January 19, 2015

“I can’t take this anymore!”

Control - 100PedalsTo those who say, “I can’t take this anymore,” you don’t have to. Nothing is stopping you from changing what is happening in your world, except you. Even though the circumstances causing you to make this declaration may not be under your direct control, you still have the ability to seize control of your life and redefine your actions, decisions, and choices in response to that which impacts you.

You cannot take “it” anymore because you are wrestling with your inability to be in control of something you have no control over. Instead of attempting to control an situation or issue that is not yours to manage, focus instead on what you have control over – your life!

You are not helpless. You are not a victim. You are not powerless.

You are choosing to live in an adverse situation simply because it is easier to live with the conflict, the controversy and the pain than it is to do the difficult work of changing your life in response to it.

Many of the parents I coach who are dealing with family addiction issues exclaim “this is hard work!” They struggle with the work associated with learning and discovering how to change their behaviors, their responses, and their conversations as it relates to their child’s addiction. When they finally realize the only aspect of this situation they can change exists in their life and not the life of their child, their whole mindset shifts. It is only then do they begin to focus on what they control, not what they cannot. It is in that shift they find resolve to begin managing their life rather than getting caught up in the insanity of attempting to manage a child’s addiction!

Many parents expect their children to completely change their lives to give up their addiction. Yet, they fail to realize that in the face of this same situation they will also to need to change their habits, routines, and behaviors, as well.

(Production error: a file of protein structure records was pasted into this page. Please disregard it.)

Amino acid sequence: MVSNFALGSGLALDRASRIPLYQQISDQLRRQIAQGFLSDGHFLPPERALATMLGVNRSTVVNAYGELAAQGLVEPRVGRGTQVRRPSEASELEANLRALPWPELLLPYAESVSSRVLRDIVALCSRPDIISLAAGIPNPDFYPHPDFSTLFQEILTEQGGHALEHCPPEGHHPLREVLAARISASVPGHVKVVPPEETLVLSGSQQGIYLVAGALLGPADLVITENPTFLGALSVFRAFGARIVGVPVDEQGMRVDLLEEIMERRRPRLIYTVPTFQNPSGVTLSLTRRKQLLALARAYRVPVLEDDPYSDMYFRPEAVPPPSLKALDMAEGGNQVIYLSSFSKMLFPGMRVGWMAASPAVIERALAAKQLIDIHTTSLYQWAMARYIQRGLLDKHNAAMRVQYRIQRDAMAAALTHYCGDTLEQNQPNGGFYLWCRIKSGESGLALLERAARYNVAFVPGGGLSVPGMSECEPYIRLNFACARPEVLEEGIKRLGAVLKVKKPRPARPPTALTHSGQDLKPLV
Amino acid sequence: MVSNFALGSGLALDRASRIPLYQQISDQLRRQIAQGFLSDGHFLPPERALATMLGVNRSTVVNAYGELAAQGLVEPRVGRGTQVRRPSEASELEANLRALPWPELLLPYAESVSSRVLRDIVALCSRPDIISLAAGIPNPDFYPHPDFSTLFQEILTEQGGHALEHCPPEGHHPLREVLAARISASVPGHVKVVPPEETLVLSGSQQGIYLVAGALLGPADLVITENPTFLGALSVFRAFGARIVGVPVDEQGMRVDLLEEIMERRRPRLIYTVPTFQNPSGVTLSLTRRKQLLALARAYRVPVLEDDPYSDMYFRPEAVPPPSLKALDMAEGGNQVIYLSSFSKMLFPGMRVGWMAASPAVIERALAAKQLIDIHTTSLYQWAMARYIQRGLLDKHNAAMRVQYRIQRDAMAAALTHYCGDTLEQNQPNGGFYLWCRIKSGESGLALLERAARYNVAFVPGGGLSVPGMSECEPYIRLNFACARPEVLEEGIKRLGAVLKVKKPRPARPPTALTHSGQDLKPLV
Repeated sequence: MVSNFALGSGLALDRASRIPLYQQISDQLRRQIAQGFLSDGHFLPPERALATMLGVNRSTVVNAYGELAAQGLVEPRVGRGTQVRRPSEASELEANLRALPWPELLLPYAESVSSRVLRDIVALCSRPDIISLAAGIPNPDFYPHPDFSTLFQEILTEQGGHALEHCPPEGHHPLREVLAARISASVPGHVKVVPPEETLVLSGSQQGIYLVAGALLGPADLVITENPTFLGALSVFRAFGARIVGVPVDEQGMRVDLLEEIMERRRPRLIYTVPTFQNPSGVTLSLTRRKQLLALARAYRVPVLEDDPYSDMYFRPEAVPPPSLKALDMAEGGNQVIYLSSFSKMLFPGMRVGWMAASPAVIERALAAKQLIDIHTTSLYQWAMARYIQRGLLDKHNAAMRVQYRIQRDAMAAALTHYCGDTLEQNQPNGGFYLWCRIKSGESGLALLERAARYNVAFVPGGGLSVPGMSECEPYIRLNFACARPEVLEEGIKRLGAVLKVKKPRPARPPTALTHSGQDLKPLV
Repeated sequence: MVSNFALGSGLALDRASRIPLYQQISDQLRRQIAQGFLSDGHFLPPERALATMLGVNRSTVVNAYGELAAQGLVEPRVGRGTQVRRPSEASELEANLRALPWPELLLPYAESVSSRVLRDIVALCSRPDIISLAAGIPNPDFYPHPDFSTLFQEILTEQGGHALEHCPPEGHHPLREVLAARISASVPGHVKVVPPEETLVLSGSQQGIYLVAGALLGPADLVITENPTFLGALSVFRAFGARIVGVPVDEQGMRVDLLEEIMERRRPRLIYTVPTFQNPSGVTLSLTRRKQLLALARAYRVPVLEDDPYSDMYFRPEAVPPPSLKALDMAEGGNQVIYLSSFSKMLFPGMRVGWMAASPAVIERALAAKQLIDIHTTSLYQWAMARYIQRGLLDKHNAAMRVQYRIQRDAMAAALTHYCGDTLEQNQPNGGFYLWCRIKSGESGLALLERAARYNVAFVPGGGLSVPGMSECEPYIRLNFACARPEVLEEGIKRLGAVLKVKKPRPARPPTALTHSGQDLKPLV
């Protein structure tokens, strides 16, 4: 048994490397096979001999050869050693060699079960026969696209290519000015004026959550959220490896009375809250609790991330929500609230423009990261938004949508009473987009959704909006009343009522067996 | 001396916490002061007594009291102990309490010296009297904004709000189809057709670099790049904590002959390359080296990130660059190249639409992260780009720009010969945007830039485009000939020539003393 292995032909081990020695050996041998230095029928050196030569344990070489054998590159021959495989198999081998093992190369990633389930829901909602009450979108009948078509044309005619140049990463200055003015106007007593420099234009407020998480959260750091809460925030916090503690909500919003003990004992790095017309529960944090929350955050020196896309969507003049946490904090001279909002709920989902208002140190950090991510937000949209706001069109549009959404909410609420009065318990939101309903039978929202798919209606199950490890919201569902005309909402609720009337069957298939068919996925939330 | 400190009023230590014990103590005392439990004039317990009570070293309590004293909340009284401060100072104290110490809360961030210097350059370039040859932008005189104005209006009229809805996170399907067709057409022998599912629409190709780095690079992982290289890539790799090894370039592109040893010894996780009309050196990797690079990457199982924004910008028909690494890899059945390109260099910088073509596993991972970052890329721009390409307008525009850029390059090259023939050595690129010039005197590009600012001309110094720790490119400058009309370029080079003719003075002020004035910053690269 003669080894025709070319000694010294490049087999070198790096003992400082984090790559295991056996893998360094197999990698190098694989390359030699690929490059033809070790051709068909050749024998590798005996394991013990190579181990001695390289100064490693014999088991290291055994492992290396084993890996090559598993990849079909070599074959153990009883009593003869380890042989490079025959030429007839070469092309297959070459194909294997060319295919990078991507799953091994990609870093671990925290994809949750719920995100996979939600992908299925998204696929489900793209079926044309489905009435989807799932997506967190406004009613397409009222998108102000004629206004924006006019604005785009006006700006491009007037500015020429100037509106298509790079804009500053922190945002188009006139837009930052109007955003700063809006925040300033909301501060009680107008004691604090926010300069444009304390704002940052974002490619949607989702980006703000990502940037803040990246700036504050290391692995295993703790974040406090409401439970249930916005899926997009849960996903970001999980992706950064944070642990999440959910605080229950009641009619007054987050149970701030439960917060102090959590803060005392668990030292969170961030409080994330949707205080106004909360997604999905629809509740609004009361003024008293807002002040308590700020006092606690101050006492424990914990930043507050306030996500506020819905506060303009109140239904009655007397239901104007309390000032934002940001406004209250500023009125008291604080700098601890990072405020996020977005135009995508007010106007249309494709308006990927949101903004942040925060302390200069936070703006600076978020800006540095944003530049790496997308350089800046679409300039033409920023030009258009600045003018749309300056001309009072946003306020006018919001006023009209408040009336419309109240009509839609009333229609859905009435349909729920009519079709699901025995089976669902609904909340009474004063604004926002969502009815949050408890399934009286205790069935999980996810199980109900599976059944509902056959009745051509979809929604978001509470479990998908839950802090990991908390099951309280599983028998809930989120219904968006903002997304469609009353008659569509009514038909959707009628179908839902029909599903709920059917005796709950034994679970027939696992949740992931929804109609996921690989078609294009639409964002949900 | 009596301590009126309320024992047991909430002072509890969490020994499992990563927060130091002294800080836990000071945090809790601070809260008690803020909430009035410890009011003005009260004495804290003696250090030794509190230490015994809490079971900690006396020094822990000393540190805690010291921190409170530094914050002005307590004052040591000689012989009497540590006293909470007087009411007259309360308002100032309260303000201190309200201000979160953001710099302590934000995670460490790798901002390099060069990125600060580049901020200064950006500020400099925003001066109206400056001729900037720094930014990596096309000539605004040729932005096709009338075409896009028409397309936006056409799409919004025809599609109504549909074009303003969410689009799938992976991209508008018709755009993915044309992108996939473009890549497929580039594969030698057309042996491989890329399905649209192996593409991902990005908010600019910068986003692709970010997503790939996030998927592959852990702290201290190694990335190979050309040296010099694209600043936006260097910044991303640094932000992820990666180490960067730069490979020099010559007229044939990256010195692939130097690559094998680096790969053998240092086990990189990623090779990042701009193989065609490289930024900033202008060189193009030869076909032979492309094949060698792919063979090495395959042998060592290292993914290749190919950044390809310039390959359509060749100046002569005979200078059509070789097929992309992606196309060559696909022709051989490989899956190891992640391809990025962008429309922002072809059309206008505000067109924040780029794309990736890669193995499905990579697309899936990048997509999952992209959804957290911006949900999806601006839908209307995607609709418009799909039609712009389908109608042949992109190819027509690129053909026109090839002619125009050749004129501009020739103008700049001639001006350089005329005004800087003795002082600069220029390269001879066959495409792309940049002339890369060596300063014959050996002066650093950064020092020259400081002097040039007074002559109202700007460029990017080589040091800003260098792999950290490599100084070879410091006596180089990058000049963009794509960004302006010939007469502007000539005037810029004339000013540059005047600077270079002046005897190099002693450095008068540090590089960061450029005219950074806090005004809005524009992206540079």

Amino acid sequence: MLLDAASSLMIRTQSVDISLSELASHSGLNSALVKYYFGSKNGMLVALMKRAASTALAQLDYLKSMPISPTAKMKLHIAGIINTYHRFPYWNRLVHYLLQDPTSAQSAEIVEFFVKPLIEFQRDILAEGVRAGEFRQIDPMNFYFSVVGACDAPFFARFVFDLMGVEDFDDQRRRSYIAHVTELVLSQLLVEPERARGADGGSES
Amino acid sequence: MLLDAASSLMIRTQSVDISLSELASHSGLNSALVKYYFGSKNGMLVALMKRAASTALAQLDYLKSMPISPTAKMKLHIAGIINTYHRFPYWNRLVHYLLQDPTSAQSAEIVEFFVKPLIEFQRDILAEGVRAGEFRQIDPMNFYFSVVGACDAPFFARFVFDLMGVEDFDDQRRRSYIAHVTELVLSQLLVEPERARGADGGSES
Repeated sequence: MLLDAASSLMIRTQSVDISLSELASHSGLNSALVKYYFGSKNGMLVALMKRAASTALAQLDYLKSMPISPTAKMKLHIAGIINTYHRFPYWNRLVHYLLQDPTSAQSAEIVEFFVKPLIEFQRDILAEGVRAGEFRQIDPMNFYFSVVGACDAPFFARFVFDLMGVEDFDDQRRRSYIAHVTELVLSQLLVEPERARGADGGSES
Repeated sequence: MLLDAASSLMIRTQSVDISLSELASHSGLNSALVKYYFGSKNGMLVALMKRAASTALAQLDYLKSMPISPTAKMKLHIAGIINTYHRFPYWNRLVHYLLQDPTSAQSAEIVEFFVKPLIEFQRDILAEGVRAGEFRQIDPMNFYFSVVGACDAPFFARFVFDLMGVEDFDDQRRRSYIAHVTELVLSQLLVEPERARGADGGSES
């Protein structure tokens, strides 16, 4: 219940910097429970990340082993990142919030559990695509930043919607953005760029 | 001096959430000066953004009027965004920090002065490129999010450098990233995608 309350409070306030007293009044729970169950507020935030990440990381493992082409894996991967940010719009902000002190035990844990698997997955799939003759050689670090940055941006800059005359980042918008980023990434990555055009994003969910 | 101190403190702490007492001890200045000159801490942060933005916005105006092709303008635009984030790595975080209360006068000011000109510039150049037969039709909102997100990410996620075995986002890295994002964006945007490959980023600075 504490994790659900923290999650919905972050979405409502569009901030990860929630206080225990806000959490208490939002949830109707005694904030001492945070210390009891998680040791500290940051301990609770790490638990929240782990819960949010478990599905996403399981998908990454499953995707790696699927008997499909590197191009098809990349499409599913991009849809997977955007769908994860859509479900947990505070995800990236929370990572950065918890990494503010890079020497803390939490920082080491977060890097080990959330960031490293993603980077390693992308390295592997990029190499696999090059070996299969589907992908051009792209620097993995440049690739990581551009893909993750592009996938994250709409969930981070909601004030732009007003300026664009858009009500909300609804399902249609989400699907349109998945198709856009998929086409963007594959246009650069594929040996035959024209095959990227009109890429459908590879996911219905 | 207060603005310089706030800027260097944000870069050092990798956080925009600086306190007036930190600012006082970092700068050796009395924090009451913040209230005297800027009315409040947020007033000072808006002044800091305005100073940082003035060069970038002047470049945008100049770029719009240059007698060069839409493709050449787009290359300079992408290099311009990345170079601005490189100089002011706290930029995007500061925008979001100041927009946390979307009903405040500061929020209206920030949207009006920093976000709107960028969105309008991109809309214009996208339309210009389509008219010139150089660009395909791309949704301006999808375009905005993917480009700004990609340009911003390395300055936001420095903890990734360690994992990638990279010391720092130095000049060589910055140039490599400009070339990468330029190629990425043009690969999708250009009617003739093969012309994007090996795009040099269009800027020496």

Think about it! You are expecting your loved one to embrace the concept and the effort required to initiate change and move from a toxic situation in their life, even though you cannot engage in the same form of activity to change your life in relation to similar, damaging activities.

It is much easier to expect and demand change of someone else, rather than be responsible for making changes in ourselves!

If you are obsessed with and invested in managing the daily chaos of a loved one’s addiction – STOP.  It is their problem, not yours. Quit demanding they change their life. It is their life, not yours. Manage your life. Take control of your life.

Instead, take your own advice. Do what you need to do to move away from the situation and not be insanely invested in managing what you cannot control. Save yourself. Take care of yourself. Change your behaviors, improve your communication skills, set clear boundaries and enforce them, quit enabling your child, and empower them to live, learn, and experience the consequences of their choices. Most importantly, let go of the fear, guilt and worry associated with the choices they make – you cannot control or change them anyway!

It will not be easy, it will not be fun, it will not always go smoothly at first. Change is difficult and challenging. It is also more productive and emotionally, physically healthier than what you are doing right now. Like recovery, change is a process. You will get better and smarter and stronger once you decide change is necessary. And remember, none of this is a tactic to help them find recovery. It is a commitment that will help you reclaim a derailed life – yours. When they are ready, if they are ready, they will be fortunate to find you a stronger, healthier more capable resource of strength and inspiration.  If they never are ready, you will have moved your life forward in a positive, productive direction despite the loss. Take control of what you can control.  Let go of what you cannot.  Find clarity for your life in the process. Peace!

Parenting and Addiction, Uncategorized , , , , , , , ,
About Dave Cooke

Dave Cooke is a dad on a mission. His mission is to help parents get control of their lives over the powerful, destructive influences of a child's addiction. As the father of a son in a ten year heroin battle, Dave knows all to well the challenges parents and families face. He also knows there is a way to find peace in the chaos. It is his mission to help parents discover their path to a healthier, balanced life even if a child's active addiction is still part of their daily journey.